Mount Northwest* (10,796 feet): first ascent of the south summit and second ascent of Mount Yukon on July 15 by Patrick Baird, Jim Caldwell, Jim Ferguson, Don Morton. The route led over the summit of Mount Yukon (and thus far was the same as used by the Mount Yukon party) and along the ridge that connects the two mountains. The party stopped at the south summit, separated from the slightly higher north summit by a nearly level, dangerously corniced ridge 150 yards long. Mount Yukon (10,600 feet) : first ascent on July 15 by Mike MacCallum, Hugh Hohener, Dr. William Louis, Jim White. The route led from the glacier south of the mountain up a gully to a glacial plateau, which was climbed on the west side, and then crossed to a gully leading up to the southeast ridge. The party climbed the ridge for about 500 feet to the summit. Mount British Columbia (10,200 feet): first ascent on July 19 by Ralph Hutchinson, Andrew Gruft, Byron Olson, Karl Winter. The mountain was climbed from a high camp on the “Dixon Glacier.” The route led from the south up a couloir to the west ridge and then up the ridge to the summit. Mount Alberta (10,983 feet) : first ascent on July 13 by Wayne Smith, Philip Dowling, Klaus Hahn, Dr. Gerald Wright. The mountain was climbed from the east up a rock rib to the Alberta-Saskatchewan col and then up the north ridge, across below the summit on the east side to the south ridge and up this ridge to the summit. Mount Saskatchewan (11,387 feet): attempted on July 19 by Miss Gertrude Smith, Mrs. Helen Butling, Miss Andrea Rankin, Mrs. Wendy Teichmann. The route led from a high camp in the snow cirque to the east of the mountain to join the northeast ridge at about 9500 feet and then up the ridge. The party was forced to turn back at about 10,400 feet. Mount Manitoba (11,150 feet): attempted on July 10 by Paddy Sherman, Dr. Raymond Denson, Don Forest, Duncan McDougall. The party ascended the face to the west of the south buttress and then climbed in a northwesterly direction up the face towards the top, keeping near the ridge which runs towards Mount Saskatchewan. They were turned back a short distance from the summit by rotten snow on ice. Mount Ontario (12,200 feet): first ascent on July 15 by Helmut Microys, Sev Heiberg, Roland Reader. (Alex Norman was not on the summit climb because of ill health.) The mountain was climbed up the glacier on the south side of the southwest buttress to the Centennial Peak-Ontario ridge at about 11,000 feet and then along the southeast ridge to the summit. Centennial Peak (12,321 feet) : first ascent on July 24 by Fips Broda, Klaus Boerger, Stanley Rosenbaum, Hans Weber. The summit consists of several small ice pinnacles or flutes, three of which are very distinct. The northerly one is the lowest of the three and the central and southwesterly ones are of almost equal height and separated by a 75-foot feathery snow crest. Which is higher may differ from year to year. The summit of the southwesterly pinnacle was reached at 2:30 p.m. in very poor light. The route led up the glacier immediately east of Prairie Base and across the ridge at its head to join the small glacier south of the summit. The glacier was ascended to the col at its head and the southwest ridge followed to the summit. Mount Quebec (12,300 feet): first ascent of main and north peaks on July 15 by Claude Lavallée, André Hébert, Peter Hutchins, Hans Munger. The mountain was climbed from the “Chaleur Glacier” up a spur to the snow plateau between the north and south peaks and then south to the main summit. The descent was made over the north peak to a col between Mount Quebec and Mount Prince Edward Island and then back down to the “Chaleur Glacier.” Mount New Brunswick (11,114 feet): first ascent of south summit (c. 11,070 feet) on July 16 by Peter Spear, Stephen Bezruchka, Christopher Gardner, Robin Lidstone. The mountain was climbed from a high camp at the base of the glacier flowing southeast from the peak. The route led up a rock ridge to the south peak and then along the ridge connecting it to the main summit. The party was stopped about 130 feet below and 200 yards from the main summit by a dangerous cornice. Mount Prince Edward Island (12,262 feet) : first ascent of main and south peaks on July 16 by Norman Pursell, Brendan Moss, Albert Parke, Christopher Smith. The route led from a high camp up the southeast ridge to the south summit (c. 11,000 feet) and then over to the southwest ridge and up it for 1000 feet to the summit. Mount Newfoundland (12,041 feet): first ascent except for soft summit cornice on July 15 by Werner Himmelsbach, Dr. Dick Roe, Don Soughan. (Ian Stewart was not on the summit climb because of the effects of a fall.) The mountain was climbed up a couloir on the east face that joined the south ridge near the summit and then along this. The party stopped 20 feet below and 60 feet from the top because of the summit cornice. Mount Nova Scotia (10,800 feet) : first ascent on July 15 by Robert Paul, Fred Crickard, Don Poole, Maurice Tyler. The route led up the glacier that flows northwest from the mountain into a point on the summit ridge just west of the summit and from there along the ridge to the summit. “Mount Baffin” (9600 feet): first ascent on July 19 by Mike MacCallum, Don Morton, Jim White. The route led east from T-Bone Base into a small snow basin and then up a south ridge to slightly west of the summit and finally east to the top. (These climbs are more fully covered in the Canadian Alpine Journal.)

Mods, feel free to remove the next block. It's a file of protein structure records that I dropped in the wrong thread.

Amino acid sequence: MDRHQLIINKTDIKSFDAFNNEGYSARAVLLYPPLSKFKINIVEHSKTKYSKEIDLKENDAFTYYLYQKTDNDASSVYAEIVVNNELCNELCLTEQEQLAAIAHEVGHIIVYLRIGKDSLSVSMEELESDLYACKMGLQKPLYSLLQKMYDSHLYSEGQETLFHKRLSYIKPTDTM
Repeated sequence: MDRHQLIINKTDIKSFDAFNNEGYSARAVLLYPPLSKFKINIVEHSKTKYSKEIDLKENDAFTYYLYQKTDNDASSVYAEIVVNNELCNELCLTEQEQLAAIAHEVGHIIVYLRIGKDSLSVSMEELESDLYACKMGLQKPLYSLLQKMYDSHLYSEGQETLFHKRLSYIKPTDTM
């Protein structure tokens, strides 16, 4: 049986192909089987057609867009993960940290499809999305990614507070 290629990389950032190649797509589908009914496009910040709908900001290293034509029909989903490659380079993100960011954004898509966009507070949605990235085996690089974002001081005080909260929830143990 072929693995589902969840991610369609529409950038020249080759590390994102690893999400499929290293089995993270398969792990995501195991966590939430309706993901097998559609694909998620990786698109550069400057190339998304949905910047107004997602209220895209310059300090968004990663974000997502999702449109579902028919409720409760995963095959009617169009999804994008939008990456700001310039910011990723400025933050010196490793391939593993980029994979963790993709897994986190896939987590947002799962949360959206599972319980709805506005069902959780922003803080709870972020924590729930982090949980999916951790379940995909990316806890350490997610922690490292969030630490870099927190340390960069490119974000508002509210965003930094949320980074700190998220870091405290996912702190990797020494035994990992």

David R. Fisher

*The official heights show Mount Northwest higher than Mount Yukon, but the team that climbed both says that the former is definitely the lower by at least 50 feet.